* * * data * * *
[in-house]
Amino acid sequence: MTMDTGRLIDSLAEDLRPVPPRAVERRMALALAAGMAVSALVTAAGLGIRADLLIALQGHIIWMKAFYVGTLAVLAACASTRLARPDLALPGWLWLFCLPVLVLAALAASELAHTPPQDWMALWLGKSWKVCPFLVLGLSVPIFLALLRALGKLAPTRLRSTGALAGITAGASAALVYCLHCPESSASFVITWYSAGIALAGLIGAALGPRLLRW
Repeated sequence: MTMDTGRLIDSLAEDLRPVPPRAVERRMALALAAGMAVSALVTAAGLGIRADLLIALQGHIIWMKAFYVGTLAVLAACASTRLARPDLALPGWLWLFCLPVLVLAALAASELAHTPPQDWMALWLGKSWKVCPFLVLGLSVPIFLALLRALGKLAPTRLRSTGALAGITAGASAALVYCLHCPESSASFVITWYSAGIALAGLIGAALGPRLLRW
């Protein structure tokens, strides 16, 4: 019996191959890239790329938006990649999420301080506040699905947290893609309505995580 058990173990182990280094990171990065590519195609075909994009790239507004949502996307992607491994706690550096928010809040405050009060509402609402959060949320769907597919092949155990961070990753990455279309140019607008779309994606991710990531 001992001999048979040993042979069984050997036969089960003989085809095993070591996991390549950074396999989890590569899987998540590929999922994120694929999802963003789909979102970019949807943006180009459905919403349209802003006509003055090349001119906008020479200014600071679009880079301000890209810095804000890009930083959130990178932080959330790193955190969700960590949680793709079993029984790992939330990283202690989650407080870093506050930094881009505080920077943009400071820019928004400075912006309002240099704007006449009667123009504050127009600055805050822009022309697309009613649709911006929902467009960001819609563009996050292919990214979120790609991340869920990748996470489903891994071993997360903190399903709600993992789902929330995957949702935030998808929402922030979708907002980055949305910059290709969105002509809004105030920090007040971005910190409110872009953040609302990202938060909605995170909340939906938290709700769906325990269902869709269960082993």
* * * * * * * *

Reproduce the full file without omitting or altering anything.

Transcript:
[in-house]
Amino acid sequence: MTMDTGRLIDSLAEDLRPVPPRAVERRMALALAAGMAVSALVTAAGLGIRADLLIALQGHIIWMKAFYVGTLAVLAACASTRLARPDLALPGWLWLFCLPVLVLAALAASELAHTPPQDWMALWLGKSWKVCPFLVLGLSVPIFLALLRALGKLAPTRLRSTGALAGITAGASAALVYCLHCPESSASFVITWYSAGIALAGLIGAALGPRLLRW
Repeated sequence: MTMDTGRLIDSLAEDLRPVPPRAVERRMALALAAGMAVSALVTAAGLGIRADLLIALQGHIIWMKAFYVGTLAVLAACASTRLARPDLALPGWLWLFCLPVLVLAALAASELAHTPPQDWMALWLGKSWKVCPFLVLGLSVPIFLALLRALGKLAPTRLRSTGALAGITAGASAALVYCLHCPESSASFVITWYSAGIALAGLIGAALGPRLLRW
């Protein structure tokens, strides 16, 4: 019996191959890239790329938006990649999420301080506040699905947290893609309505995580 058990173990182990280094990171990065590519195609075909994009790239507004949502996307992607491994706690550096928010809040405050009060509402609402959060949320769907597919092949155990961070990753990455279309140019607008779309994606991710990531 001992001999048979040993042979069984050997036969089960003989085809095993070591996991390549950074396999989890590569899987998540590929999922994120694929999802963003789909979102970019949807943006180009459905919403349209802003006509003055090349001119906008020479200014600071679009880079301000890209810095804000890009930083959130990178932080959330790193955190969700960590949680793709079993029984790992939330990283202690989650407080870093506050930094881009505080920077943009400071820019928004400075912006309002240099704007006449009667123009504050127009600055805050822009022309697309009613649709911006929902467009960001819609563009996050292919990214979120790609991340869920990748996470489903891994071993997360903190399903709600993992789902929330995957949702935030998808929402922030979708907002980055949305910059290709969105002509809004105030920090007040971005910190409110872009953040609302990202938060909605995170909340939906938290709700769906325990269902869709269960082993």